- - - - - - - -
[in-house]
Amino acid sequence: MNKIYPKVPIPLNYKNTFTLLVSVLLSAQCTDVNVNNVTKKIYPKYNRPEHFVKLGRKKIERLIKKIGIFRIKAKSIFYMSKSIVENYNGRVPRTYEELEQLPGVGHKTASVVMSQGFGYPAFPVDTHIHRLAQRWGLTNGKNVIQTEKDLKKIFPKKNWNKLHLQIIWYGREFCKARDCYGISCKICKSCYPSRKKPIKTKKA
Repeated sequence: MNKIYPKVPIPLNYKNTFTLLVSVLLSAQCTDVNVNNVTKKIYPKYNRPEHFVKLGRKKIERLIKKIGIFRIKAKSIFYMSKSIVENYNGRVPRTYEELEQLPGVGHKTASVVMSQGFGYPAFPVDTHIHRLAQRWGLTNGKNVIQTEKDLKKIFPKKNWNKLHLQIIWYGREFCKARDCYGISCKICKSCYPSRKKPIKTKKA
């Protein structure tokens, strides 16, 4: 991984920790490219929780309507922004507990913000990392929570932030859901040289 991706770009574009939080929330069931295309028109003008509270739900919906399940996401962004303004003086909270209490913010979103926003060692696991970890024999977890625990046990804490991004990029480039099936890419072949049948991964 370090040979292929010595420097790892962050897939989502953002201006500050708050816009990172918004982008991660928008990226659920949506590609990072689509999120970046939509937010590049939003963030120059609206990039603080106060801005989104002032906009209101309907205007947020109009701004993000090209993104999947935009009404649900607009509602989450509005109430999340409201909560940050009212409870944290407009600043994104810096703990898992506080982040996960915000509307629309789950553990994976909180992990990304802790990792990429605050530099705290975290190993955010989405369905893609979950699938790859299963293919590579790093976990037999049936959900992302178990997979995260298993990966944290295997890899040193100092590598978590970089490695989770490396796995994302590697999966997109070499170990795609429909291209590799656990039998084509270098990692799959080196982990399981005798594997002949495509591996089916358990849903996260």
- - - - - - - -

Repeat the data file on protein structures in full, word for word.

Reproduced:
[in-house]
Amino acid sequence: MNKIYPKVPIPLNYKNTFTLLVSVLLSAQCTDVNVNNVTKKIYPKYNRPEHFVKLGRKKIERLIKKIGIFRIKAKSIFYMSKSIVENYNGRVPRTYEELEQLPGVGHKTASVVMSQGFGYPAFPVDTHIHRLAQRWGLTNGKNVIQTEKDLKKIFPKKNWNKLHLQIIWYGREFCKARDCYGISCKICKSCYPSRKKPIKTKKA
Repeated sequence: MNKIYPKVPIPLNYKNTFTLLVSVLLSAQCTDVNVNNVTKKIYPKYNRPEHFVKLGRKKIERLIKKIGIFRIKAKSIFYMSKSIVENYNGRVPRTYEELEQLPGVGHKTASVVMSQGFGYPAFPVDTHIHRLAQRWGLTNGKNVIQTEKDLKKIFPKKNWNKLHLQIIWYGREFCKARDCYGISCKICKSCYPSRKKPIKTKKA
């Protein structure tokens, strides 16, 4: 991984920790490219929780309507922004507990913000990392929570932030859901040289 991706770009574009939080929330069931295309028109003008509270739900919906399940996401962004303004003086909270209490913010979103926003060692696991970890024999977890625990046990804490991004990029480039099936890419072949049948991964 370090040979292929010595420097790892962050897939989502953002201006500050708050816009990172918004982008991660928008990226659920949506590609990072689509999120970046939509937010590049939003963030120059609206990039603080106060801005989104002032906009209101309907205007947020109009701004993000090209993104999947935009009404649900607009509602989450509005109430999340409201909560940050009212409870944290407009600043994104810096703990898992506080982040996960915000509307629309789950553990994976909180992990990304802790990792990429605050530099705290975290190993955010989405369905893609979950699938790859299963293919590579790093976990037999049936959900992302178990997979995260298993990966944290295997890899040193100092590598978590970089490695989770490396796995994302590697999966997109070499170990795609429909291209590799656990039998084509270098990692799959080196982990399981005798594997002949495509591996089916358990849903996260």